Many local and global companies make it a priority to give back to their communities, whether it is a core part of their mission or not.This year, we’ve seen many companies go above and beyond to protect the environment, help people in need, and solve the world’s biggest problems.
We compiled a list of the 20 most inspiring companies based on their actions for good this year. These inspiring organisations, listed alphabetically, are role models for their efforts in social responsibility year-round.
Who they are: A billion dollar startup which lets people rent out their apartments to other people for short periods.
Why they're inspiring: Last year saw some less than flattering headlines about destroyed or ransacked apartments, but the company's more than made up for it this year. In the aftermath of Hurricane Sandy, Airbnb not only waived its fees for hosts and guests in the affected area, but created a whole new platform for discounted and free listings for refugees.
Who they are: A startup launched in June of this year, which helps third party developers integrate school data with their apps.
Why they're inspiring: From attendance records to grades and test scores, students produce a great deal of data, which schools keep electronically. Unfortunately, there's no standard way that this data's organised. Clever is attempting to solve that problem and create an API for education, so developers can create products that are tailored to individual students.
Who they are: An organisation that pairs professional coders with city governments to create accessible and efficient apps.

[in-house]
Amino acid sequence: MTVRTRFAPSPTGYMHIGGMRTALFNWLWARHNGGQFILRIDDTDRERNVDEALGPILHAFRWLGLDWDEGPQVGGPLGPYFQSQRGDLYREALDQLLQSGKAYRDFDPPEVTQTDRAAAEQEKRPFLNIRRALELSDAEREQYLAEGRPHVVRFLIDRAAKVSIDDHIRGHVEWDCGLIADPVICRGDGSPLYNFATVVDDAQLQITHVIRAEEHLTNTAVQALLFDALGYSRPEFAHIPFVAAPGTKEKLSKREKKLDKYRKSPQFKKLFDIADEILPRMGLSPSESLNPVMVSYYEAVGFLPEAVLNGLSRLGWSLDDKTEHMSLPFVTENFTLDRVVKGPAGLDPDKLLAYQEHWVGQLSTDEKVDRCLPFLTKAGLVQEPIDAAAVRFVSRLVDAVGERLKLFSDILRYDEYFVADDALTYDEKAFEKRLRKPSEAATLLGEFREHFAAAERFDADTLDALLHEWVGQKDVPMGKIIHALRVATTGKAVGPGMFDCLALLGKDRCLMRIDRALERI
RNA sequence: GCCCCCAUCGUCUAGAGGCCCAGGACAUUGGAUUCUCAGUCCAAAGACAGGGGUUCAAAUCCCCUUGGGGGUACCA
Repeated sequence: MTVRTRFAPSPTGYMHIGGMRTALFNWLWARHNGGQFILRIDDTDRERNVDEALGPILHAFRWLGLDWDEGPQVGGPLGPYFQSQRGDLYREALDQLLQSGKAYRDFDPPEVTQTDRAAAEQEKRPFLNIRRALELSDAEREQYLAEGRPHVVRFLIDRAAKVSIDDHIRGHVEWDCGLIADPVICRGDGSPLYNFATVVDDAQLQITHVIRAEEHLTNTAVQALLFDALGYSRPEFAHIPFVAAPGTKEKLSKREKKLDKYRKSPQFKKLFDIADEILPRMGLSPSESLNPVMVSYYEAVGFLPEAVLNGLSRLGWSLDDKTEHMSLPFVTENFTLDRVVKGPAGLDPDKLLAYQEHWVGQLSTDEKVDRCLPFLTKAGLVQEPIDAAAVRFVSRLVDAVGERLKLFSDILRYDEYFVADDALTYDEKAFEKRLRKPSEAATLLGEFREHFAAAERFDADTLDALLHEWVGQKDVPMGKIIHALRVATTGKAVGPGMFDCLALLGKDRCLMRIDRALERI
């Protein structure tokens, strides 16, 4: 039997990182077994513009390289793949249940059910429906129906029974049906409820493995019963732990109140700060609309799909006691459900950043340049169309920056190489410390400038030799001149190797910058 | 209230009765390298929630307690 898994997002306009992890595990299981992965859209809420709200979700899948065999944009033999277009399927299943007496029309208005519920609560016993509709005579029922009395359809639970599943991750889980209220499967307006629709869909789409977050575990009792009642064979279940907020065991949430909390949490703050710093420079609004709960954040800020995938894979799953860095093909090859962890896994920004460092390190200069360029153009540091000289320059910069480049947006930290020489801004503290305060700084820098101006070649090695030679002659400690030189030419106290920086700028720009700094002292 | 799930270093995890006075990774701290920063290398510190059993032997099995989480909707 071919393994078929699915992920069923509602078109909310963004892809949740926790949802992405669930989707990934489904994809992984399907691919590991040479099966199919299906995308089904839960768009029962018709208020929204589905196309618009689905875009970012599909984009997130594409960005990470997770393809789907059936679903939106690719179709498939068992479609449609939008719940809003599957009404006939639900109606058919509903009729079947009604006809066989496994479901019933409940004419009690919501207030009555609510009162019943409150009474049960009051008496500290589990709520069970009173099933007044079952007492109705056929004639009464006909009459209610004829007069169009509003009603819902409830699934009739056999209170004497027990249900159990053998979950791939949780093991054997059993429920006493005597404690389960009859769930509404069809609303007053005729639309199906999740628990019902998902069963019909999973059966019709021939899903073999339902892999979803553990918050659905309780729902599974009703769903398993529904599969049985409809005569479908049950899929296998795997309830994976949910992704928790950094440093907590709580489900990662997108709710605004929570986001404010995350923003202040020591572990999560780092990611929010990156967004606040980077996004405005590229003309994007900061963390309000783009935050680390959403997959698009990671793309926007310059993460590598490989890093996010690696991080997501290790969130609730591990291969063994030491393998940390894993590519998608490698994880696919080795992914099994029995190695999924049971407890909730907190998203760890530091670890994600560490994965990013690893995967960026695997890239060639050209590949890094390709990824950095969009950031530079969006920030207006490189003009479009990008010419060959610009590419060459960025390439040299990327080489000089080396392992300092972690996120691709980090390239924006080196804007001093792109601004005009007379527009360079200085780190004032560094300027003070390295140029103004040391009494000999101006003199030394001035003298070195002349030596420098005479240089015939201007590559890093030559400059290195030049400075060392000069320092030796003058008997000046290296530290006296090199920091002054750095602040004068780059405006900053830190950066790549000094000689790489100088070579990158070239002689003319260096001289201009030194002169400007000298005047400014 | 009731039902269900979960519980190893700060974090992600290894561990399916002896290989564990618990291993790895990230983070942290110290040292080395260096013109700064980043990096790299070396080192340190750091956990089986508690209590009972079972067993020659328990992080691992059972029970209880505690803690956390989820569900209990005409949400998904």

Why they're inspiring: Code for America brings innovative ideas and cutting-edge technology to local government. Programs like these are increasingly important for areas looking to serve their citizens well with reduced budgets.
The group's professional coders have already developed 28 apps for cities from Philadelphia to Chicago and beyond. This year, the organisation launched an accelerator for disruptive civic technology startups and over 235 companies applied.
Who they are: A flower delivery service and floral event caterer that donates a backpack full of school supplies to a student in need for every bouquet sold.
Why they're inspiring: The Chicago-based business was started in March of this year by Steven Dyme, who believes there should be a social impact in everything you do. The company's flowers are sourced organically, grown sustainably, and delivered locally in and around Chicago and Boston.
After their first six months of operating, Flowers for Dreams had donated 1,750 backpacks to students in Chicago and 525 to students in Boston, according to Dyme.